This is the most common one and also easiest to understand. When we are presented with sensory information that is somehow incomplete, we try and fit it into a working context. There are many different ways in which to do this. It can be quick, disjointed shots of something, events seen through the eyes of a monster, a character reacting to a smell. or a sound that is so loud it shatters glass. Normally you build this sort of gap up by presenting a negative space where one or more object/events/reactions/etc. all related to something unseen.
We tend to use this sort of gap more than we realise, simply because it is such an ingrained way of working with various artforms. But that just means you have to be extra aware of how it works. For instance, it’s good to know that we are extremely prone to seeing familiar shapes, such as faces, in just about anything.
It’s actually quite hard to not see anything in an image. We have evolved in an environment where there was nothing like pure noise, everything we saw was part of the environment somehow. Therefore, when we see random patterns the brain goes into overdrive to find a connection. Of course, it is not just the direct information received that we use to do this, but anything related is accessed as well. Because of this, you can often get away with very little if the scene is just set up in the right manner. Learning to do this is incredibly important.
This is very similar to the sensory gap, but instead of sensory data it deals with information in the abstract. Jeff Vogel recently wrote a blog post on how games often have too many words , and properly using gaps is the best remedy for that. It is often easy to underestimate just how much information a player is prepared to fill out for themselves. You might think that a player really needs to know details of everyday routines in order to fully understand how a certain society functions. But often it is just as good to simply have some brief glimpses (visually or through text) of what they are doing along with something that sets the tone (music, animation, etc).
This sort of advice might seem a bit obvious, but it is worth keeping in mind how good we humans are at filling out these sort of gaps in information, especially if it comes in form of gossip. Gossip is something that has probably been part of our lives since before we evolved into modern humans. We are social animals and gossip serves as a tool to keep track of the group we are living in. This means our brains are extra-sensitive to this sort of information, similar to seeing shapes and motion, and can easily assess even the smallest hints.
Games are often very spatial and requires the player to navigate various places. Because of this it is often very tempting to accurately represent every single area to give a proper sense of place. However, for various reasons this might not be feasible or required. It is then important to note that spaces can also be created from gaps, just as much as sensory information and lore. Spatial gaps are a bit trickier though as we are now messing with the actual play area which means you you have to be extra careful.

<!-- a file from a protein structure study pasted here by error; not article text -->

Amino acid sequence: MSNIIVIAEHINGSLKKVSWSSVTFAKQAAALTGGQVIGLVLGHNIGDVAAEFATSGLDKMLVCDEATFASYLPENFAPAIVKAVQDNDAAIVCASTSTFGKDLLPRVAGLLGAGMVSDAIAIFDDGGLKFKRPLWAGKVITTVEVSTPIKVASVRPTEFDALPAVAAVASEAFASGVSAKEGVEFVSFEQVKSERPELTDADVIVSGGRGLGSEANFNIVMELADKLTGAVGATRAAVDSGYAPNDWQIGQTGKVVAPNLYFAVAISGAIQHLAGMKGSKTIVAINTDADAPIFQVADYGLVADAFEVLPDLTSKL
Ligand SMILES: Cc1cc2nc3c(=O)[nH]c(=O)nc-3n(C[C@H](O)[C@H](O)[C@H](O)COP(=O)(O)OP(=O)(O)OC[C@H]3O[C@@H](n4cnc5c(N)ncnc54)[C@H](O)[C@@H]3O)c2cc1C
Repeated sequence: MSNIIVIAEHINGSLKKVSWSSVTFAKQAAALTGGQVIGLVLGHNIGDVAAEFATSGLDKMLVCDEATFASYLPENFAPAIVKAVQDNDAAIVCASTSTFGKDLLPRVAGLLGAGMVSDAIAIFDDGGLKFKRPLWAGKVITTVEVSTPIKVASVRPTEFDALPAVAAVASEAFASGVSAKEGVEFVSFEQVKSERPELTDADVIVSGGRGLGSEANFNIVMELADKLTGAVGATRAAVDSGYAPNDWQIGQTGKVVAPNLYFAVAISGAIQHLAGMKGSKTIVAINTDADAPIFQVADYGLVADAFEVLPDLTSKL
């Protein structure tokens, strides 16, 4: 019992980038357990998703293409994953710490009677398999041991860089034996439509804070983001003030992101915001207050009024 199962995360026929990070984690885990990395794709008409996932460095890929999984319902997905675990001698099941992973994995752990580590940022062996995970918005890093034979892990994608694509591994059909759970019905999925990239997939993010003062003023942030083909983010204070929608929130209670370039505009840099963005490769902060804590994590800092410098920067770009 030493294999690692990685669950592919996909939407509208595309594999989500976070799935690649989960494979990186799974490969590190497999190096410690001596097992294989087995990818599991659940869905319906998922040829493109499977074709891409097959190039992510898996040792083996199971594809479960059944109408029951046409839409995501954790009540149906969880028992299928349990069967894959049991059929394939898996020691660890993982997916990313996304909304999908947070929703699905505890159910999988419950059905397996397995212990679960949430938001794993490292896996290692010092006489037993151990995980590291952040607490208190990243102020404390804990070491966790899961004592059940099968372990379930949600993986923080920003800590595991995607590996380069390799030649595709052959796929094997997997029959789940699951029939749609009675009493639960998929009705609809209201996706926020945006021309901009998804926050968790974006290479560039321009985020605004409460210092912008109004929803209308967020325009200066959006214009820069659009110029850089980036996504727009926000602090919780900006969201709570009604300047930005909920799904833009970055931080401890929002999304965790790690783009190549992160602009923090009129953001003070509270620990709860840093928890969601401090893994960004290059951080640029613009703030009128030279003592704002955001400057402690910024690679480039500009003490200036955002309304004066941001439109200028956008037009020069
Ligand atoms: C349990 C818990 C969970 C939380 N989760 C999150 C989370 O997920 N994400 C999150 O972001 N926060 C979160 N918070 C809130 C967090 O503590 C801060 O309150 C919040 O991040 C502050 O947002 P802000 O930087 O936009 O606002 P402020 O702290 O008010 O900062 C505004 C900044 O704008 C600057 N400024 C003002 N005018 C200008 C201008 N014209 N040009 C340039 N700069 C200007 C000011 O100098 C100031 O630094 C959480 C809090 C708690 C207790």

The sloppy way to implement is to simply have a lot of locked doors that the player cannot access. But this can be bad for pacing and, worse, it can lead to a weak mental model. The brain is usually quite lazy and will try to optimize. If the pattern becomes ‘locked door equals the room is irrelevant’, it will be noticed and incorporated into the model. After all, dismissing these spaces is much easier than assuming they are there.
Instead it is better to vary the ways in which the rooms are blocked off, and to build up a negative space hinting that it is there, such as glimpses into it from a small window. It is especially effective to make the player believe that room might contain something of value. That way it is much more likely it will be part of the mental model. Remember, what matters is not what is actually there, but what the player perceives to be there.
This next time is very similar to the animation example from above, but happens over longer time scales. As I said before, closing gaps is all about creating a working mental model. Where the previous gaps where are all about what we see, causal gaps is more about why we see it. Just like we humans are quick to see familiar objects in random patterns, so are we quick to correlate two events with one another. A black cat runs over the street and then you get a headache. We humans often correlate the most strange occurrences and it is quite hard not to. Many of our psychological fallacies are really based around this fact, and it takes effort to learn not to do this. Why is this so? Because for our ancestors it was okay to have a few weird beliefs if it meant we could pick up on dangerous situations and survive better. If you are a skeptic about the cat causing the headache, you might also be skeptical towards the signals of an impending avalanche.